The Bhutan Narcotic Control Agency has started raids, with officials allowed to enter homes if someone is seen smoking or if officials have reason to believe there is illegal tobacco there.

There has been widespread grumbling about the new rule.

Magic Wand

Italy: Evidence Mounts Over John Paul II Beatification

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© The Associated Press / L'Osservatore Romano
In this Nov. 2, 2010 file photo made available by the Vatican's L'Osservatore Romano newspaper, Pope Benedict XVI prays before the tomb of Pope John Paul II for the traditional November 2nd All Soul's day prayers, in the Vatican Grottoes. Evidence is mounting that the pope will soon approve the miracle needed to beatify Pope John Paul II. On Thursday, Jan. 13, 2011, workers began restoring a mosaic near the entrance of St. Peter's Basilica where John Paul's remains are expected to be moved for better public access once he takes the key step toward possible sainthood.
Evidence is mounting that the pope will soon approve the miracle needed to beatify Pope John Paul II, setting the stage for a major celebration this year for a Catholic Church trying to recover from the clerical sex abuse scandal.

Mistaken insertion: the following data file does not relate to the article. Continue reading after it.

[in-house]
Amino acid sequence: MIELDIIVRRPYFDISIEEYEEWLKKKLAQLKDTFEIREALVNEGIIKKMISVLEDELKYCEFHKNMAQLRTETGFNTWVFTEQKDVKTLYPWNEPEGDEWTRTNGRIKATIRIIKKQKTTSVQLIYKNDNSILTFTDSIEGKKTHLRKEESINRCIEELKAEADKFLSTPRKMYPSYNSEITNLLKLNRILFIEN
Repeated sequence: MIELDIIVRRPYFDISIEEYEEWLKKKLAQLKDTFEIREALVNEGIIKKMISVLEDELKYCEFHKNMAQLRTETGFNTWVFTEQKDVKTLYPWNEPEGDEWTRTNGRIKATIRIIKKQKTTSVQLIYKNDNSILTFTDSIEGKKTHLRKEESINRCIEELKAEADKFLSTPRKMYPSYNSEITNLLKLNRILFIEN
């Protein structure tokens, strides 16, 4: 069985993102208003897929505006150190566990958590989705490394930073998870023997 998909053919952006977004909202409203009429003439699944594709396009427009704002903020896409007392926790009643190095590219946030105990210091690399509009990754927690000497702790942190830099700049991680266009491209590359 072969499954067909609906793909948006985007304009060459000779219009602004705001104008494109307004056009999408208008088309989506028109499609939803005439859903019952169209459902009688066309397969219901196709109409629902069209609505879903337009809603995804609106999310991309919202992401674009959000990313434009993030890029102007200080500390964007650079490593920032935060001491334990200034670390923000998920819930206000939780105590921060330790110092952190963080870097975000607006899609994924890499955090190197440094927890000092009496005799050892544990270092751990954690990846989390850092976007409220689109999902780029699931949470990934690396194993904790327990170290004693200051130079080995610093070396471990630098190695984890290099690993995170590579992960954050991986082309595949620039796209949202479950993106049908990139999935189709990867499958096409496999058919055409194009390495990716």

Italian news media have been reporting that in recent weeks Vatican-sponsored panels confirmed that a young French nun was miraculously cured of Parkinson's disease after praying to the Polish-born John Paul.

Pope Benedict XVI now must sign off on the miracle and set a date for the beatification, the first major step to possible sainthood.

Polish Bishop Tadeusz Pieronek, former No. 2 of the Polish Bishops' Conference and an old friend of the late pope, told The Associated Press on Thursday that he understood an announcement could come Friday, though he stressed he didn't have independent confirmation.

He said the beatification date could be as early as May 1, though other reports have said it would be later in the year given the enormous preparations that will be necessary to host the influx of pilgrims for the event.

On Thursday, workers began restoring a mosaic in a chapel near the entrance of St. Peter's Basilica, where John Paul's remains presumably would be moved for better public access once beatified.

USA

Ex-US defense secretary Donald Rumsfeld accused of torture

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Former US Secretary of Defense Donald Rumsfeld